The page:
Boston police today stepped up security around the city’s public schools after several schools received letters that contained “random and disjointed’’ references to the terror group Al Qaeda, the FBI, and Nazis, according to police and a law enforcement official briefed on the investigation.
“They are all typewritten … talking about Al Qaeda, the FBI, and Nazis,’’ the official said, who described the content as “rambling.’’
The official said nearly a dozen letters were sent to schools.
“The writer referred to the missives as ‘a letter to the American people,’” the official said. The writer also made references to “herbal bombs’’ and to “poisonous organs in animals.”
In a joint statement posted this afternoon, the Boston schools and Boston police said no dangerous substances were found when the letters were submitted to forensic testing.
“While we remain vigilant and are taking appropriate action, we reiterate there is no credible physical threat and the letters did not contain any substances,’’ the agencies said. “The safety of our students and school personnel is our top priority.’’
After the letters were received, staffers noticed the disturbing content they contained, immediately isolated them, and then notified Boston police, officials said. Now, all letters with a Texas address are being isolated and turned over to police.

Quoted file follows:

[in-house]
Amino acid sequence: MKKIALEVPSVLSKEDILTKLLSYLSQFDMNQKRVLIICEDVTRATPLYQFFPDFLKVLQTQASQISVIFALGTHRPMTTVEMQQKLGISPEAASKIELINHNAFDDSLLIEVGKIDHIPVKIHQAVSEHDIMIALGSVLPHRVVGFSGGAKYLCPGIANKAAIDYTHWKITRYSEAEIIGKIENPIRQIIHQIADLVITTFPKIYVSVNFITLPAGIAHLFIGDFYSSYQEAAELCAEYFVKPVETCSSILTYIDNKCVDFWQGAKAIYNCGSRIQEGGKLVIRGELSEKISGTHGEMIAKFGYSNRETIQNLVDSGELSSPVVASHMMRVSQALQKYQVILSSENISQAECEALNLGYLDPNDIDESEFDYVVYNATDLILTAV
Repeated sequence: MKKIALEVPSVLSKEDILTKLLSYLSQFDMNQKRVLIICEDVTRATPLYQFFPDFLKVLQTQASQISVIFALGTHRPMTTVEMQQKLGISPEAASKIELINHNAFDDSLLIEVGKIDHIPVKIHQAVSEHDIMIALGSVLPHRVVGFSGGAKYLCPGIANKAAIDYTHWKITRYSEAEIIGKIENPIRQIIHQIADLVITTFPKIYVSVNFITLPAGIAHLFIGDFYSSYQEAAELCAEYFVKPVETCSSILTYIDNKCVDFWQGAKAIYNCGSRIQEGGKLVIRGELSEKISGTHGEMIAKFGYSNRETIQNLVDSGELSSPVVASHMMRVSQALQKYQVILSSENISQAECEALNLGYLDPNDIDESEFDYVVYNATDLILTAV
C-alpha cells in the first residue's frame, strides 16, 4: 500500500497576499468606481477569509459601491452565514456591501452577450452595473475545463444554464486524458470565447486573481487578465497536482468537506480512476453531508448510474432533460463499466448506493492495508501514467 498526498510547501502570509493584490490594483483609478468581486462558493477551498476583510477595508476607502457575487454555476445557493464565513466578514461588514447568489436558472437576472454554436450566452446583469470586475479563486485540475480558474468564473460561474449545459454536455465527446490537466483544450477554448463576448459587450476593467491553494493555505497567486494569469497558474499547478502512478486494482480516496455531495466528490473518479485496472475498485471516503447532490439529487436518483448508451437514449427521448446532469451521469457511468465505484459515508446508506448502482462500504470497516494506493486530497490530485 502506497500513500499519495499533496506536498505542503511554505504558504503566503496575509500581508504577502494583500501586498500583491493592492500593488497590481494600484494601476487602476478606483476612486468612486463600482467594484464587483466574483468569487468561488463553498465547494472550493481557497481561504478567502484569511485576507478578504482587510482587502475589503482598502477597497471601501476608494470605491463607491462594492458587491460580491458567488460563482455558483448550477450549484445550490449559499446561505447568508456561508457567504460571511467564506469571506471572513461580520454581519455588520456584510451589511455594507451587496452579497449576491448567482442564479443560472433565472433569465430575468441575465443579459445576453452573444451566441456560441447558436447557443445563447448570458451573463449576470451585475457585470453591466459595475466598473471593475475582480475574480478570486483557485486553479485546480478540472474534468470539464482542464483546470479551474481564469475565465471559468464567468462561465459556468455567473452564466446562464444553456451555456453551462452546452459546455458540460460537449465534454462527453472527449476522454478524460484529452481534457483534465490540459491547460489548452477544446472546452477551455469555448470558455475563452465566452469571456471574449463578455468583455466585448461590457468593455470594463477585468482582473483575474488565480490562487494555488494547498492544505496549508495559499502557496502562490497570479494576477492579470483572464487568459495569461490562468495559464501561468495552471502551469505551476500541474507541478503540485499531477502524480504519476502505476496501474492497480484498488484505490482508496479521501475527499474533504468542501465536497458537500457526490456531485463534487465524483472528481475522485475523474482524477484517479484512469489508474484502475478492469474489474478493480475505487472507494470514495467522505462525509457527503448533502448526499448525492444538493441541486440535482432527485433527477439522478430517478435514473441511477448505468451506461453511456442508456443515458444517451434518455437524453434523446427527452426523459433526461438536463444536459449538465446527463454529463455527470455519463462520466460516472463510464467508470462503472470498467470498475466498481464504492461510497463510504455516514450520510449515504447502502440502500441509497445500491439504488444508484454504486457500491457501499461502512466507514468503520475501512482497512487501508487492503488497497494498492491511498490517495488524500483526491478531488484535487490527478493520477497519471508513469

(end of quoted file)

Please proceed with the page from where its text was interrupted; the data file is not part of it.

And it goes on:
Just after 2 p.m., the school department sent out an automated telephone call to parents and students alerting them to the situation.
Police spokeswoman Cheryl Fiandaca said police would increase their presence at schools around the city this afternoon.
This is the most recent in a spate of suspicious letters sent to various organizations and individuals. Last week, the Secret Service intercepted a letter containing traces of the poison ricin sent to President Barack Obama.
It was not known if there was a connection between the letters sent to the president and those received by the Boston schools.
City officials would not identify the specific schools involved.
Police said they are sharing information with the Joint Terrorism Task Force, which also played a role in the pursuit of Boston Marathon terror bombing suspects.
Boston Police Superintendent William Evans reiterated at an evening briefing that the letters contained no specific threat to the schools and no hazardous materials, and that authorities did not believe children were in danger.
He said the letters’ contents were identical.
“Based on what we clearly see, no one should feel that their child is in danger [by going] to school tomorrow,” Evans said.
He released few details about the typewritten letter’s contents but confirmed there was a reference to Al Qaeda, as well as “all kinds of weapons of mass destruction.”
“It just rambles on,” he said.
Evans added that the letters were not signed, and he could not say where in Texas they were postmarked from. He said beefed-up patrols would be posted outside schools on Friday.